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Meditation reduces the dose of opioids, which should alleviate chronic pain by 75%

There is new evidence that body interventions can help reduce pain in prescription opioids – and lead to a reduction in the dose of the drug.

In a study published this month in the JAMA Internal Medicine researchers reviewed evidence from 60 studies involving about 6400 participants. They evaluated a number of strategies, including meditation, guided imaging, hypnosis and cognitive-behavioral therapy.

"Mindfulness, cognitive-behavioral therapy, and clinical hypnosis seem to be the most helpful in reducing pain," said study author Eric Garland, a professor at Utah University. According to him, the dose reduction was modest overall, but the study signaled that this approach was useful.

And Pamela Bob, who lives in Fairfield Glade, Tennessee, can prove the benefits. She is 56 and has endured decades of pain. "Oh, I've been scared for years," Bob tells us.

She was born with a malformation in her pelvis, which led to pain. For two decades, she had undergone more than a dozen major operations, but none of them helped her; each procedure left more scars and nerve damage.

"I felt desperate," says Bob. "I didn't feel like I had any control.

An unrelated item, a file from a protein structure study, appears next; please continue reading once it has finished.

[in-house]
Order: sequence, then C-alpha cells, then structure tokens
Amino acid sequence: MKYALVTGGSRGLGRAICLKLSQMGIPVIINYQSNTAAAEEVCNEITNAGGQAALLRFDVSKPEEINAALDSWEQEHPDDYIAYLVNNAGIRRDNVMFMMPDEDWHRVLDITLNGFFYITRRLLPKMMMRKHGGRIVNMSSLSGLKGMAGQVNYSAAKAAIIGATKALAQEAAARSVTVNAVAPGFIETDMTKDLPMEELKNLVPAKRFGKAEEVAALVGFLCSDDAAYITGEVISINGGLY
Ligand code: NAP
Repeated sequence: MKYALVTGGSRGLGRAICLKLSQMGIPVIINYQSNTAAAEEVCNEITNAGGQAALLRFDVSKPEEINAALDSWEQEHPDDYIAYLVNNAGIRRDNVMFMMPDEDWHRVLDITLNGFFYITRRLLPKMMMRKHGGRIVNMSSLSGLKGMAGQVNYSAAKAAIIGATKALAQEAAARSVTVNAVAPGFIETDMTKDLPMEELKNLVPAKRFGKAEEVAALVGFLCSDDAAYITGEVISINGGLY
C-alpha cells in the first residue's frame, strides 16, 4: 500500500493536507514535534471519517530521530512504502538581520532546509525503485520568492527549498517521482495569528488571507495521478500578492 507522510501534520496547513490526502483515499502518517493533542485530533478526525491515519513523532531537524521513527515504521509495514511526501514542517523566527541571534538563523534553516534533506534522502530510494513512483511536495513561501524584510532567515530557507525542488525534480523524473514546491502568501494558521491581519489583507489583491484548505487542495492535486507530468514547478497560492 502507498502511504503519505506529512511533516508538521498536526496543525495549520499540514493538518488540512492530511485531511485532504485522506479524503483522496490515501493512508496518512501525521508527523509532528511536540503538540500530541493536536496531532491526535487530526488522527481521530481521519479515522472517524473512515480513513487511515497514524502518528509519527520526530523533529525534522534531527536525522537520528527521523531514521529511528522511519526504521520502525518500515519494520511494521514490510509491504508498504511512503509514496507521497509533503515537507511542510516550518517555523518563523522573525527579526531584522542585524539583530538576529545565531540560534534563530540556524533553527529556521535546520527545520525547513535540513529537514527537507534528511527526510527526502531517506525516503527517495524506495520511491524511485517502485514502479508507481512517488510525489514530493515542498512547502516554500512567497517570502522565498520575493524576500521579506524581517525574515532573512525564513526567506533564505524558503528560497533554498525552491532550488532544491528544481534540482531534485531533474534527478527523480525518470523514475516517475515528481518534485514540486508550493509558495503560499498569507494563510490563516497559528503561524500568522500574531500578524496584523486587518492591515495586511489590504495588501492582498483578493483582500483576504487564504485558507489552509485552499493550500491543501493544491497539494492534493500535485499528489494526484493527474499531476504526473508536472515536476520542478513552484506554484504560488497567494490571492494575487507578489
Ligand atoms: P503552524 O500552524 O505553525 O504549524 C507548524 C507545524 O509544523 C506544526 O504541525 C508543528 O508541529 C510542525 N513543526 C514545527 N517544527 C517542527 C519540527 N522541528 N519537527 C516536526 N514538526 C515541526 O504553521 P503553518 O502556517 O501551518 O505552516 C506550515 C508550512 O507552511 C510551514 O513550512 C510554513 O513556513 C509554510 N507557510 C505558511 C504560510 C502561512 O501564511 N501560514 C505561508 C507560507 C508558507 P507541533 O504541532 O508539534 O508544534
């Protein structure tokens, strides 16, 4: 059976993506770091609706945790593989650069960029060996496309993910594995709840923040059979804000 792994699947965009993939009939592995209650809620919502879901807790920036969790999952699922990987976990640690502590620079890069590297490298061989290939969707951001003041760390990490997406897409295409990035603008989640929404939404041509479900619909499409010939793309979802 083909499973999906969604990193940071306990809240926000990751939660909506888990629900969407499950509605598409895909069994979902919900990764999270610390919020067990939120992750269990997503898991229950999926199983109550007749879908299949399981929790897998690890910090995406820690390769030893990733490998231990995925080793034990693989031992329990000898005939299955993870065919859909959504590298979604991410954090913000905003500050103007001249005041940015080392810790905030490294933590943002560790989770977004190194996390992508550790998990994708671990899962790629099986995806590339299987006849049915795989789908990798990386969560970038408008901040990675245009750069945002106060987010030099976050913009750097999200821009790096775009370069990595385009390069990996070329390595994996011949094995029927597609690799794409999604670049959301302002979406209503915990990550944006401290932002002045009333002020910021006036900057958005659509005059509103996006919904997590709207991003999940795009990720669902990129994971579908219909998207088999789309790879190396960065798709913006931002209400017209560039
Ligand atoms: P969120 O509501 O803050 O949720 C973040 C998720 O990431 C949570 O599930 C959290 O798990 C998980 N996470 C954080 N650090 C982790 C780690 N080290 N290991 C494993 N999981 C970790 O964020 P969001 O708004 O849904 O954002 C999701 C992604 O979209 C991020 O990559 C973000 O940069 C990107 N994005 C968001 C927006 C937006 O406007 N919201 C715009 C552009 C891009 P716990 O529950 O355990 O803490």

She couldn't do basic things like cooking – or taking care of her family.

"I was completely exhausted," says Bob. "And when you get to that point, you can't see beyond the pain – you just survive."

She was put on high doses of opioids to ease the constant pain, but then, a few years ago, she thought "there just needs to be a better way." She didn't feel like a drug herself, she says. She eventually found help in a clinic that specializes in complementary and alternative medicine.

"We have a variety of things to offer," explains Wayne Jonas, a doctor who treated Bob to a pain clinic at Fort Belvoir Hospital Community Hospital in Fairfax County, Va.

"We offer physical therapy, behavioral medicine, acupuncture, yoga and mental physical practices," says Jonas. None of these are easy for everyone, he adds, but the idea is that the toolkit has many tools for people to try.

Jonas is a long-time supporter of the integrated mind-body pain treatment approach and is the author of How Healing Works a book describing the science behind these approaches.

He says that when one experiences severe pain, their body's normal defenses diminish.

"It accumulates various dysfunctions," says Jonas. Pain increases the levels of the stress hormone cortisol and increases the inflammatory processes in the body too. "It starts all the time but negative feedback that causes more pain," Jonas explains.

It is no surprise to him that techniques such as meditation or yoga may be useful. "If you engage in deep consciousness – and relaxation – it will counteract these stress reactions," Jonas says.

Think of meditation as a form of mental exercise.

"It's almost like lifting weights for your brain," Garland says. Just as curling a dumbbell strengthens the biceps, he says, "meditation is almost a way of arranging the dumbbell of the mind to enhance self-control of the mind."

And this can change the way the brain perceives input from the body. "If you can change the way the brain receives signals from the body, you can actually change the experience of pain," Garland says.